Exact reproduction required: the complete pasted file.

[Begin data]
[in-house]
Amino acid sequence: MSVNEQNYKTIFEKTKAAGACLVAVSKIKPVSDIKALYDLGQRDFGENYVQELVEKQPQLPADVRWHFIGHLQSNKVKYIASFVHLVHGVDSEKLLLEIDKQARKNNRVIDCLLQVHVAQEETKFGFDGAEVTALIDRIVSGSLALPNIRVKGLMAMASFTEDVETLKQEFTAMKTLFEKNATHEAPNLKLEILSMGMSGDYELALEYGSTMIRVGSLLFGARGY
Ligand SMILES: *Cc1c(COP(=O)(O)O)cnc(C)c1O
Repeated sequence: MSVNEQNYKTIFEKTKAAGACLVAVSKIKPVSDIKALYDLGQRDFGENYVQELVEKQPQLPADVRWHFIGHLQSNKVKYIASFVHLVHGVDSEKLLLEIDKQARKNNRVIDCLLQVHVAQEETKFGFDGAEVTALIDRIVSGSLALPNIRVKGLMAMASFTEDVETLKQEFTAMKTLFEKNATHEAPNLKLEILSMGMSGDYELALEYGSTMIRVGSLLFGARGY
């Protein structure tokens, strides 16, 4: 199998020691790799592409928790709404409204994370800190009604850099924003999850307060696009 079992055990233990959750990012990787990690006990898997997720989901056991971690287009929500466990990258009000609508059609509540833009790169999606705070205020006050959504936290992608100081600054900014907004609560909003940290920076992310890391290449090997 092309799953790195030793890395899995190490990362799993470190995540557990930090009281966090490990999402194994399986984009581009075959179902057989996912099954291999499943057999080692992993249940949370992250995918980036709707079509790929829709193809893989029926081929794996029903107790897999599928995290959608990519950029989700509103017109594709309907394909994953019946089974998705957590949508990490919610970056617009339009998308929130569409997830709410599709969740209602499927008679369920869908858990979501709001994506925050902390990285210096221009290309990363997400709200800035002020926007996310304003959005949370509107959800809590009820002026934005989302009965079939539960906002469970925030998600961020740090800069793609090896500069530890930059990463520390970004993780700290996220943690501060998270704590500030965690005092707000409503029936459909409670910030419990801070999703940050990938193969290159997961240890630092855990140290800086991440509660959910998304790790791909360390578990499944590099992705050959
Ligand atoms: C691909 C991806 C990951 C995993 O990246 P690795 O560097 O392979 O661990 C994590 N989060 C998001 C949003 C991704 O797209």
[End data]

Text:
[in-house]
Amino acid sequence: MSVNEQNYKTIFEKTKAAGACLVAVSKIKPVSDIKALYDLGQRDFGENYVQELVEKQPQLPADVRWHFIGHLQSNKVKYIASFVHLVHGVDSEKLLLEIDKQARKNNRVIDCLLQVHVAQEETKFGFDGAEVTALIDRIVSGSLALPNIRVKGLMAMASFTEDVETLKQEFTAMKTLFEKNATHEAPNLKLEILSMGMSGDYELALEYGSTMIRVGSLLFGARGY
Ligand SMILES: *Cc1c(COP(=O)(O)O)cnc(C)c1O
Repeated sequence: MSVNEQNYKTIFEKTKAAGACLVAVSKIKPVSDIKALYDLGQRDFGENYVQELVEKQPQLPADVRWHFIGHLQSNKVKYIASFVHLVHGVDSEKLLLEIDKQARKNNRVIDCLLQVHVAQEETKFGFDGAEVTALIDRIVSGSLALPNIRVKGLMAMASFTEDVETLKQEFTAMKTLFEKNATHEAPNLKLEILSMGMSGDYELALEYGSTMIRVGSLLFGARGY
């Protein structure tokens, strides 16, 4: 199998020691790799592409928790709404409204994370800190009604850099924003999850307060696009 079992055990233990959750990012990787990690006990898997997720989901056991971690287009929500466990990258009000609508059609509540833009790169999606705070205020006050959504936290992608100081600054900014907004609560909003940290920076992310890391290449090997 092309799953790195030793890395899995190490990362799993470190995540557990930090009281966090490990999402194994399986984009581009075959179902057989996912099954291999499943057999080692992993249940949370992250995918980036709707079509790929829709193809893989029926081929794996029903107790897999599928995290959608990519950029989700509103017109594709309907394909994953019946089974998705957590949508990490919610970056617009339009998308929130569409997830709410599709969740209602499927008679369920869908858990979501709001994506925050902390990285210096221009290309990363997400709200800035002020926007996310304003959005949370509107959800809590009820002026934005989302009965079939539960906002469970925030998600961020740090800069793609090896500069530890930059990463520390970004993780700290996220943690501060998270704590500030965690005092707000409503029936459909409670910030419990801070999703940050990938193969290159997961240890630092855990140290800086991440509660959910998304790790791909360390578990499944590099992705050959
Ligand atoms: C691909 C991806 C990951 C995993 O990246 P690795 O560097 O392979 O661990 C994590 N989060 C998001 C949003 C991704 O797209």